MPE Mathematical Problems in Engineering 1563-5147 1024-123X Hindawi Publishing Corporation 372161 10.1155/2012/372161 372161 Research Article Multiple Maneuvering Target Tracking by Improved Particle Filter Based on Multiscan JPDA Liu Jing 1 Han ChongZhao 1 Han Feng 1 Hu Yu 2 Khoo Suiyang 1 MOE Key Lab for Intelligent and Networked Systems Institute of Integrated Automation School of Electronics and Information Engineering Xi’an Jiaotong University Xi’an, Shaanxi Province 710049 China xjtu.edu.cn 2 School of Aeronautics Northwestern Polytechnical University Xi’an, Shaanxi Province 710072 China npu.edu 2012 24 12 2012 2012 05 09 2012 20 10 2012 03 11 2012 2012 Copyright © 2012 Jing Liu et al. This is an open access article distributed under the Creative Commons Attribution License, which permits unrestricted use, distribution, and reproduction in any medium, provided the original work is properly cited.

The multiple maneuvering target tracking algorithm based on a particle filter is addressed. The equivalent-noise approach is adopted, which uses a simple dynamic model consisting of target state and equivalent noise which accounts for the combined effects of the process noise and maneuvers. The equivalent-noise approach converts the problem of maneuvering target tracking to that of state estimation in the presence of nonstationary process noise with unknown statistics. A novel method for identifying the nonstationary process noise is proposed in the particle filter framework. Furthermore, a particle filter based multiscan Joint Probability Data Association (JPDA) filter is proposed to deal with the data association problem in a multiple maneuvering target tracking. In the proposed multiscan JPDA algorithm, the distributions of interest are the marginal filtering distributions for each of the targets, and these distributions are approximated with particles. The multiscan JPDA algorithm examines the joint association events in a multiscan sliding window and calculates the marginal posterior probability based on the multiscan joint association events. The proposed algorithm is illustrated via an example involving the tracking of two highly maneuvering, at times closely spaced and crossed, targets, based on resolved measurements.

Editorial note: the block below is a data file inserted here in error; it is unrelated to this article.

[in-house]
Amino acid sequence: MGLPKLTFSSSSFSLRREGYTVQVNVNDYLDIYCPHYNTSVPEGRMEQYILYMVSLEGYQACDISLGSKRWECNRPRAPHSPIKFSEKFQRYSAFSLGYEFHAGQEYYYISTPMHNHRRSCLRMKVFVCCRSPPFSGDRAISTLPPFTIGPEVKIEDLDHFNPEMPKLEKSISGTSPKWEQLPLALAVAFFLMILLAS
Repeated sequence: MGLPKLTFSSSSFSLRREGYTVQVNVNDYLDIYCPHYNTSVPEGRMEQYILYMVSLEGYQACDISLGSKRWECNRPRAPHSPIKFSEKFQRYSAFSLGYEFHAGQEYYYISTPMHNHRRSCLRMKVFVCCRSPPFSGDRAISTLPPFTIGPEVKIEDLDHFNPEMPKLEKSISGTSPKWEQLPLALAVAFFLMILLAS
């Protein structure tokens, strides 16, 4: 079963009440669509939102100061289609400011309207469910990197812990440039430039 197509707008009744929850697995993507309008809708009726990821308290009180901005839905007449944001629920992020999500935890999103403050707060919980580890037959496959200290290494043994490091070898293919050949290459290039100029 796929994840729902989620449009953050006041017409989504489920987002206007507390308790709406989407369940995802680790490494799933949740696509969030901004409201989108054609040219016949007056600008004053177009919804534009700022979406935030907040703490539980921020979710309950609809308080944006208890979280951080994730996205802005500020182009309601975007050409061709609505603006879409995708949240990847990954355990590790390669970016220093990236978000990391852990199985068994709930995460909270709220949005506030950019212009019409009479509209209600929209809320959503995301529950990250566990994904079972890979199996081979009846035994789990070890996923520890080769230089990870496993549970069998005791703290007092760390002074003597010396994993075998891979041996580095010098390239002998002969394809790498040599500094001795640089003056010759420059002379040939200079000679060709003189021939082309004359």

1. Introduction

The problem of multiple maneuvering target tracking has received a considerable attention in recent years. Multiple model approaches are proposed to model highly maneuvering targets and the interacting multiple model (IMM) algorithm  is the most popular one among them. Moreover, in the presence of clutter, some of the sensor measurements may not relate to the target of interest. The problem of data association has to be solved. Effective approaches in a Bayesian framework include the probabilistic data association (PDA) approach [4, 5] and the integrated probabilistic data association (IPDA) approach  for tracking a single target in clutter, the JPDA approach [4, 9, 10], and the joint integrated probabilistic data association (JIPDA) approach  for tracking multiple targets in clutter. The PDA and JPDA approaches address the track maintenance issue, while the IPDA and JIPDA approaches tackle the issues related to track initiation and track termination as well as track maintenance.